But what about “his side” of the story? Most people can make themselves sound innocent or present themselves as the victims in their circumstances. It has become common place to say that situations like divorce are always two sided. But the simple reality is, that is just not true, always. Yes, it is true that no person is perfect. No marriage is perfect. No friendship is perfect. But one person’s imperfection or sin never warrants another person’s sin.
Philosophy aside, consider this: A gay man marries a Christian woman because he thinks marriage will change who he is and hopes that her faith will wear off on him. He never tells her of his disposition, and lives a life of turmoil until he can no longer handle it and eventually divorces her and gives in to the homosexual lifestyle. Is the woman perfect? No. Of course not. She might lash out at him for being unwilling to be physically intimate with her. She might get angry or bitter because they will never have children. She might get angry or bitter when she realizes the fact that he deceived her. Is there something more she could have done to save the relationship or marriage? Is she at fault for the divorce?
This is not a two-sided event. Sure, the man can paint a sad picture to make his friends feel badly for him: that he has spent so much of his life confined by society, that he is finally being true to himself, and that his wife was a terrible person anyway…but the fact of the matter is he sinned. He deceived his wife, he entered into a covenant with her and did not keep it, and he divorced her for unbiblical reasons. This is not a two-sided event. Her sins of anger, bitterness, and just normal life failures do not justify his sin, and there is nothing she could have done to save the marriage.
It takes three people (God, husband and wife) to make a marriage work and one to break it.
Rape. Child molestation. Deception. Gossip. These things are never excusable because of the other person’s sin. The old adage is true: You can only control yourself. If someone sins against you, you do not then have the freedom to turn around and sin against them. The wife is indeed guilty of the sin of bitterness, and should seek to love her husband. If he has been unfaithful to her or divorces her, the Bible says that she is free to move on and remarry because she is not guilty in the divorce – but anger, bitterness, gossip and sins of the like are not excusable and she must confess and repent from them (1 Cor 6-7).
Consider Jesus. He came to the Earth declaring Himself to be God. It was because “He made Himself equal with God” that the pharisees and Jews were trying to kill Him (John 5.18). If we consider their side of the story, it would be extremely convincing. God had given a promise to Abraham to make the Jews a great nation who would inherit the land of Israel. They had lived in the land and then were sent into captivity because they had not kept God’s Law. The very foundation of the Law was to have no other gods or idols, and to only worship God. To claim deity is blasphemy, punishable by death (Lev 24.16). Yes, they did not understand Jesus, yes they were wary of His power, but they were weighing Jesus’ claims against the Law and found Him guilty.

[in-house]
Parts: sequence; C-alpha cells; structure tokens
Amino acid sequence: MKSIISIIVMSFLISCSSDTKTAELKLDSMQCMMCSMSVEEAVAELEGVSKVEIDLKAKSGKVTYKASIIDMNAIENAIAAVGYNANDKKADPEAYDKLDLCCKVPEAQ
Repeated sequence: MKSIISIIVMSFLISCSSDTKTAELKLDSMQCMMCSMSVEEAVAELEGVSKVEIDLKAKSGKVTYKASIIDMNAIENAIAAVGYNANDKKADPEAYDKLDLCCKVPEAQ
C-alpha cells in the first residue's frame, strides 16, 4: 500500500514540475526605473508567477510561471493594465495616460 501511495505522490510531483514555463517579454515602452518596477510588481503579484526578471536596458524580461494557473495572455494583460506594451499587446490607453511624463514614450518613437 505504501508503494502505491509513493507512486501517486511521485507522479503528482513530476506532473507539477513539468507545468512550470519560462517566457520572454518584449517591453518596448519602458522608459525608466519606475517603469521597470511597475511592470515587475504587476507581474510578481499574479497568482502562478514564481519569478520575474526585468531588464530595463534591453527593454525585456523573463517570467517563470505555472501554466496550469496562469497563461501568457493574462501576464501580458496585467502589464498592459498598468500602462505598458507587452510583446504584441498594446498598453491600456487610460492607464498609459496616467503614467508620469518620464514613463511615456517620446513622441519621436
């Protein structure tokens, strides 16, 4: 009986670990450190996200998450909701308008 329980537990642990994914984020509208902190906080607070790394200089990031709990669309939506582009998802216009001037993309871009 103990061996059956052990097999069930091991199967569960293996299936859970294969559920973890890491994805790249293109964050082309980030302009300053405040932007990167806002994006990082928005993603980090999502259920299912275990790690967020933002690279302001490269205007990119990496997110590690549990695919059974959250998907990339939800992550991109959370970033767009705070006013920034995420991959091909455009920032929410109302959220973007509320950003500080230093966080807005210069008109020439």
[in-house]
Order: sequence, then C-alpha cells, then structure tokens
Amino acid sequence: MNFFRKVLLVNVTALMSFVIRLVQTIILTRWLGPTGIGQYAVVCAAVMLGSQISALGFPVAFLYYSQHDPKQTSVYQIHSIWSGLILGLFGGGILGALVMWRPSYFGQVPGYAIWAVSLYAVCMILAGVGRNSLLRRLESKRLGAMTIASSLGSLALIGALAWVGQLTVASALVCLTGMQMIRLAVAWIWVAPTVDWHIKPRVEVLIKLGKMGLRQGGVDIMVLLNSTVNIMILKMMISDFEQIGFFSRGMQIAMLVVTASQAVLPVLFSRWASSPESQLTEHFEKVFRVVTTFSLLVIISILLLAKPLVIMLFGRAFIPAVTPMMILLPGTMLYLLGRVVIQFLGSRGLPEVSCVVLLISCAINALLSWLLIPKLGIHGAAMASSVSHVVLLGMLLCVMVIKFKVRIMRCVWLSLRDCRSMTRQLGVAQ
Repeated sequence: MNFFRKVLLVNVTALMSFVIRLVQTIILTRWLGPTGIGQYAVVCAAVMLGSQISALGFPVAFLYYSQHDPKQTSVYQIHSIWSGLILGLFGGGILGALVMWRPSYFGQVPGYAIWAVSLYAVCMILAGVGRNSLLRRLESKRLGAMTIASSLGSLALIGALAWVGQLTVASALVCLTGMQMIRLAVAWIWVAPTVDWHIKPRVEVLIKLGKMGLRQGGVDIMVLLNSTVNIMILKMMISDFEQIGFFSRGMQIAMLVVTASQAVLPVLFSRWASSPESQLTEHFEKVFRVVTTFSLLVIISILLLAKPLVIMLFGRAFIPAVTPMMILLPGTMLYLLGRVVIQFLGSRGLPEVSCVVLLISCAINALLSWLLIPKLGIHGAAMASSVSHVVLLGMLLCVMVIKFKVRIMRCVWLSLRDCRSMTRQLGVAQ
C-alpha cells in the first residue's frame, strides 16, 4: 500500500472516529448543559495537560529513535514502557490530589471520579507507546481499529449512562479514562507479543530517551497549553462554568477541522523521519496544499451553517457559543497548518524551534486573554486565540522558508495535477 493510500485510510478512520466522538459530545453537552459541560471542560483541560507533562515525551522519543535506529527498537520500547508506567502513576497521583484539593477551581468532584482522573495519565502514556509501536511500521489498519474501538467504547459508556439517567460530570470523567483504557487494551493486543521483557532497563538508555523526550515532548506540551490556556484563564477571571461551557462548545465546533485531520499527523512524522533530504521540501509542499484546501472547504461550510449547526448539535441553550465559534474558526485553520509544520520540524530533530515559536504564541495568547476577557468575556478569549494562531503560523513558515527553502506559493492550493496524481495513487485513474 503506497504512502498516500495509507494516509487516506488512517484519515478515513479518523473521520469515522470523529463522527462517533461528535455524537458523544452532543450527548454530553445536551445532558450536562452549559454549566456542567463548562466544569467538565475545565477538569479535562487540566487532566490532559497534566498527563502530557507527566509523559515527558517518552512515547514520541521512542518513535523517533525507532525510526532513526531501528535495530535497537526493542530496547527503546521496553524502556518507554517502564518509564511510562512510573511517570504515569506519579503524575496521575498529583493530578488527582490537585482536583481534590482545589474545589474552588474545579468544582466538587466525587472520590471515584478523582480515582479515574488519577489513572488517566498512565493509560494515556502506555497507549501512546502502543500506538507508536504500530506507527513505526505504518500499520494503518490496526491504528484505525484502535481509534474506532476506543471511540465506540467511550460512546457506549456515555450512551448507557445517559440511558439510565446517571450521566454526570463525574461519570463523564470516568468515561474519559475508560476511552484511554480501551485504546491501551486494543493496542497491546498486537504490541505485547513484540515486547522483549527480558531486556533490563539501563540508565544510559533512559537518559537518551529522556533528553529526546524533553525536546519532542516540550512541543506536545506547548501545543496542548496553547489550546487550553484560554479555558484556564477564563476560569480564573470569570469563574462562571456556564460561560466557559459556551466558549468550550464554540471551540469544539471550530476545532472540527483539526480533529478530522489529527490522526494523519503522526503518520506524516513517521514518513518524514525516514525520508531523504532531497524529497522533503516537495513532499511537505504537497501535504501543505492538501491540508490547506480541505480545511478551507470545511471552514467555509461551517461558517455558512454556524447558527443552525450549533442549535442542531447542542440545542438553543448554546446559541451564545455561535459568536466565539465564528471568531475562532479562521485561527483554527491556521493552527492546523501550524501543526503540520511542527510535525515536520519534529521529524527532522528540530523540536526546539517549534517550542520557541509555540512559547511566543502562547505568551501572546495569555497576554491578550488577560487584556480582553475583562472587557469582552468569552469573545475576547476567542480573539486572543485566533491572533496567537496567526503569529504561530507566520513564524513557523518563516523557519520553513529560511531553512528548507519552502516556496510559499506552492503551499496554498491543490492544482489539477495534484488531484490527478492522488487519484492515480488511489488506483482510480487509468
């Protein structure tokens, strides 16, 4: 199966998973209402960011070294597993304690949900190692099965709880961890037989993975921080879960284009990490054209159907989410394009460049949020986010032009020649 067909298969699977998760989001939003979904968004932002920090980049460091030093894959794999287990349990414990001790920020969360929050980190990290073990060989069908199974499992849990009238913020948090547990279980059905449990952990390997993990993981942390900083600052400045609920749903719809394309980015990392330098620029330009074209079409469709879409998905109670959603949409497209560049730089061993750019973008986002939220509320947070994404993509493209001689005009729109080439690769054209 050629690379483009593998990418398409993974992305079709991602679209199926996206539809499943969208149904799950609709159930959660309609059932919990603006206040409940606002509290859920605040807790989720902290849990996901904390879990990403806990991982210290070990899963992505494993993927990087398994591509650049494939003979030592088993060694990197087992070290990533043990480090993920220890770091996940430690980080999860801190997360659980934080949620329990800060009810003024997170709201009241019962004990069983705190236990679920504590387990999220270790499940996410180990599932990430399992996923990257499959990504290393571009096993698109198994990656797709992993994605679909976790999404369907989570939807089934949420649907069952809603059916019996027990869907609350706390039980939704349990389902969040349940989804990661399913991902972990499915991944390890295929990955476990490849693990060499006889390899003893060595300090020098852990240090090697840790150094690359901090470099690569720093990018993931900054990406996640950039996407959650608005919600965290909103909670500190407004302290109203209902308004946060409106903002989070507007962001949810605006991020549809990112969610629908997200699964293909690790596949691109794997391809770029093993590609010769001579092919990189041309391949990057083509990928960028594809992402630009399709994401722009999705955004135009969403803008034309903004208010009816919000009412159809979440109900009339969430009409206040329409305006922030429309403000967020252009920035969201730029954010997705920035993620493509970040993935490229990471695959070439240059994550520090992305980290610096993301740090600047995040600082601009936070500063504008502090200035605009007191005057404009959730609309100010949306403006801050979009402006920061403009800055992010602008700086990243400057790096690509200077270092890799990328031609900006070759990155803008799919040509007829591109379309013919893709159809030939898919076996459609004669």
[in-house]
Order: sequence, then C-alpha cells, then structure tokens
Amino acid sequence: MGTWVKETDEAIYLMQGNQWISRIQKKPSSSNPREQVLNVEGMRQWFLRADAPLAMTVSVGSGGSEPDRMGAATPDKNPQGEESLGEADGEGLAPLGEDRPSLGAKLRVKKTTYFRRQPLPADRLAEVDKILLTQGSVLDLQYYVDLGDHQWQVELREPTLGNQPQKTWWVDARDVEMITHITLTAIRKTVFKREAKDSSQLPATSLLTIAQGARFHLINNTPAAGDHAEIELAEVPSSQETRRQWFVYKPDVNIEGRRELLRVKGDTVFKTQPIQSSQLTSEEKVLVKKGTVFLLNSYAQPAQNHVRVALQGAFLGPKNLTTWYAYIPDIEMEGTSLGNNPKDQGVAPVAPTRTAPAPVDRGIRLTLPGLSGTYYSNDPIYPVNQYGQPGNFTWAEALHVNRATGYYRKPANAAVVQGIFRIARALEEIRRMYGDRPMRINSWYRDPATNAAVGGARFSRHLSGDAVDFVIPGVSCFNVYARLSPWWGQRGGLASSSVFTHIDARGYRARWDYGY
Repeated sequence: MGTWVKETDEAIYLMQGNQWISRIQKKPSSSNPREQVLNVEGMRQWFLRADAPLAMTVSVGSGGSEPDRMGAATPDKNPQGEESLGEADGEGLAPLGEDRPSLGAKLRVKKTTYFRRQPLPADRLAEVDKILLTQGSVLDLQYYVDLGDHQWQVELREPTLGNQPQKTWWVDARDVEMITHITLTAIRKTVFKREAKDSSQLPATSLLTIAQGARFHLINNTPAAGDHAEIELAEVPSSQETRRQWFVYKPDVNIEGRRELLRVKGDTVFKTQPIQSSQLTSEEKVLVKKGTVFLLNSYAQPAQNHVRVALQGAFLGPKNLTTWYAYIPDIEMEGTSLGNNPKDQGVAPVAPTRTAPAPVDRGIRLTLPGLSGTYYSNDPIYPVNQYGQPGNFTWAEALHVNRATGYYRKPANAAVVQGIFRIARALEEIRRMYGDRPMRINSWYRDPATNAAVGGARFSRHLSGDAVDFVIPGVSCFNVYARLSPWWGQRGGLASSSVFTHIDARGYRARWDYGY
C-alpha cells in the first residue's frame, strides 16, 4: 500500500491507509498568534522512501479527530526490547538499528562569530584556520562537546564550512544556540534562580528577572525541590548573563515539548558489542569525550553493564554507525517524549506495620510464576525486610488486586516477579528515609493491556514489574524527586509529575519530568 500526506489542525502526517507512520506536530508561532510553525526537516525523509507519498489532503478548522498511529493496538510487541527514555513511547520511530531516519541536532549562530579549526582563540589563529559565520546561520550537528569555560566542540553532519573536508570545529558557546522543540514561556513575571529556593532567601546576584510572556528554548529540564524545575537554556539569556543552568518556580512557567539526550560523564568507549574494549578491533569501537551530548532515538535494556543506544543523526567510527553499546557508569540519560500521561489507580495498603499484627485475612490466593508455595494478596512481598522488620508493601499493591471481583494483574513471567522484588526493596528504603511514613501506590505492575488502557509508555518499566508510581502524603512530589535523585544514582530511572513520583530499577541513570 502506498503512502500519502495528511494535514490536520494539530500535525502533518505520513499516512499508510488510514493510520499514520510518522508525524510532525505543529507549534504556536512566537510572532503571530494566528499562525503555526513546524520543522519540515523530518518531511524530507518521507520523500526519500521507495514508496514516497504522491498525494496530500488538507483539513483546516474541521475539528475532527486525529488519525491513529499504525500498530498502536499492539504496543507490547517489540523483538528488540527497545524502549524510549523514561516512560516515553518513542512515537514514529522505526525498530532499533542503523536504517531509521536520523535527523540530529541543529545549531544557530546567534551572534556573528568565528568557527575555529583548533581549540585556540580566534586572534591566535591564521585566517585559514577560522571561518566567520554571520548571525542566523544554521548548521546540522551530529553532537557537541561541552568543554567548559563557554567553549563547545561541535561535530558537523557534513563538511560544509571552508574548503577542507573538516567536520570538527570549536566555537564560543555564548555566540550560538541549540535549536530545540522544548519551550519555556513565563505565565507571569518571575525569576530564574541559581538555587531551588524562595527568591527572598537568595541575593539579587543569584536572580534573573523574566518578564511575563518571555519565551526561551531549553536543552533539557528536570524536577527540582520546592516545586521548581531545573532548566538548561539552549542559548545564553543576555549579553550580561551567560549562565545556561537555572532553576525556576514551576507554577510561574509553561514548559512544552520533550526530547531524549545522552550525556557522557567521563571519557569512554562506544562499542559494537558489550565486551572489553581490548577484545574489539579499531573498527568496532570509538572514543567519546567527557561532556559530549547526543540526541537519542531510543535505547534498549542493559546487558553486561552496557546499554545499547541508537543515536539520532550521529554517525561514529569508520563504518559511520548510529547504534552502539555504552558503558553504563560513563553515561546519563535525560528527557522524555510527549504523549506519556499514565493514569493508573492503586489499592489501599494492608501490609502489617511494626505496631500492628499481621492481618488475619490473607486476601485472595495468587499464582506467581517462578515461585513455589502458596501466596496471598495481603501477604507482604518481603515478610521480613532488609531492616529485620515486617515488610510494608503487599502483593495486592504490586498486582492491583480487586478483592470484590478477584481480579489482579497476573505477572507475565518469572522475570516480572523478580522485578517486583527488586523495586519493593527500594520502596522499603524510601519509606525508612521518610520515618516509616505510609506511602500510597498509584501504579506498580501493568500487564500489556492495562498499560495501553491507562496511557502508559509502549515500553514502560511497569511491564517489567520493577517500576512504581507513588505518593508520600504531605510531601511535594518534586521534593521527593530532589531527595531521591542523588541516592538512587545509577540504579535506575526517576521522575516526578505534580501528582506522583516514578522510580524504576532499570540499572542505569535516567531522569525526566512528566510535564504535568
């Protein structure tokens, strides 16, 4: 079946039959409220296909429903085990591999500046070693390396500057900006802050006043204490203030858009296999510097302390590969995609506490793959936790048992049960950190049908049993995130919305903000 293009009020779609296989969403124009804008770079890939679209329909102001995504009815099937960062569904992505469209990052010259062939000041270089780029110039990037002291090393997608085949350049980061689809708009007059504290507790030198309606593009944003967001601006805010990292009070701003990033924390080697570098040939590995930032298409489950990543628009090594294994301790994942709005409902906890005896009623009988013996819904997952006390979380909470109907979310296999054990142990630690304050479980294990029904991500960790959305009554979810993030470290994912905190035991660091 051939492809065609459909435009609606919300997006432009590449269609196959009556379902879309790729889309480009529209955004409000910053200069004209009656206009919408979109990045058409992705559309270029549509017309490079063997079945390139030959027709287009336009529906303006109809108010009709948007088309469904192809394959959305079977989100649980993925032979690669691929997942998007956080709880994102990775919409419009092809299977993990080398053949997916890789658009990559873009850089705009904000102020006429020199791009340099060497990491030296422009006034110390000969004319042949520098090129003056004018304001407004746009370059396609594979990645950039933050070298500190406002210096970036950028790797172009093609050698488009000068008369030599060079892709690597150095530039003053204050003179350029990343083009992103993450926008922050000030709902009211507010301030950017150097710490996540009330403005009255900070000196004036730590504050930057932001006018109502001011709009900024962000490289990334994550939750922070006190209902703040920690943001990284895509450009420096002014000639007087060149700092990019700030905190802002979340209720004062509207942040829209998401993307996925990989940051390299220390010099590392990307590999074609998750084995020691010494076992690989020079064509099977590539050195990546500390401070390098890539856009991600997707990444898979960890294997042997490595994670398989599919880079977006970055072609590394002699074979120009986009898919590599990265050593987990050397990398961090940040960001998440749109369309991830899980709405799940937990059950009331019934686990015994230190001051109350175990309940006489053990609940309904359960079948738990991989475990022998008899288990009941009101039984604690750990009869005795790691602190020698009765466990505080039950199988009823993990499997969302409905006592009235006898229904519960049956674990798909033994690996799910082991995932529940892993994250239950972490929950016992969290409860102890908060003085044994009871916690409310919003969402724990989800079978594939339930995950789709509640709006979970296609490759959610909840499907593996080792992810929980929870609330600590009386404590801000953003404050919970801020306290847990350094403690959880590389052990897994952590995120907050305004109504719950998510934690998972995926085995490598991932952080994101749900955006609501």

Unfortunately for them, Jesus is God and therefore was neither lying nor blaspheming and therefore not guilty of death.
So do they get a pass? Can they justify themselves by explaining their side of the story? No. Jesus pronounces terrible judgment on them (Matt 23). Their sin is not justified or excused just because they thought they were obeying the Law. They sinned. Perhaps the most terrible of all sins. And yet our logic would offer them a chance to defend themselves.
We need to get real about sin. Yes, we need to remember that the voice of two or three witnesses is vital to avoid false incrimination and to help establish the facts, but we also need to validate the person who has suffered injustice. We need to get real about confronting sin, but we also need to get real about moving on from sin. If a person confesses and repents from his sin when confronted, then it is over. Jesus says that person “has been won”. Paul says that we should address these conversations carefully because of our own tendency to fall and sin:
– Gal 6.1
The reality is, we are all going to sin. We will all need someone to point out sin in our lives throughout our entire lives. And our love for one another should help us to confess and move on from those sins without permanently damaging our reputation or standing. Peter was blessed to preach at Pentecost and lead thousands of people to faith just days after he denied Jesus. God hates sin, and so should we. God identifies sin, and so should we. God honors repentance, and so should we. God does not keep a record of wrong, and neither should we (1 Cor 13).
We might find that we are tempted to believe that there are “two sides” to every story, but sin is sin and one person’s sin never justifies another’s. We are all responsible to confess and repent of our own personal sin, even if we have been sinned against. Why? Because our sin is ultimately an offense against God, and He judges sin with the harshest judgment. And while our actions may cause an offense to another person, they never justify another person sinning against us.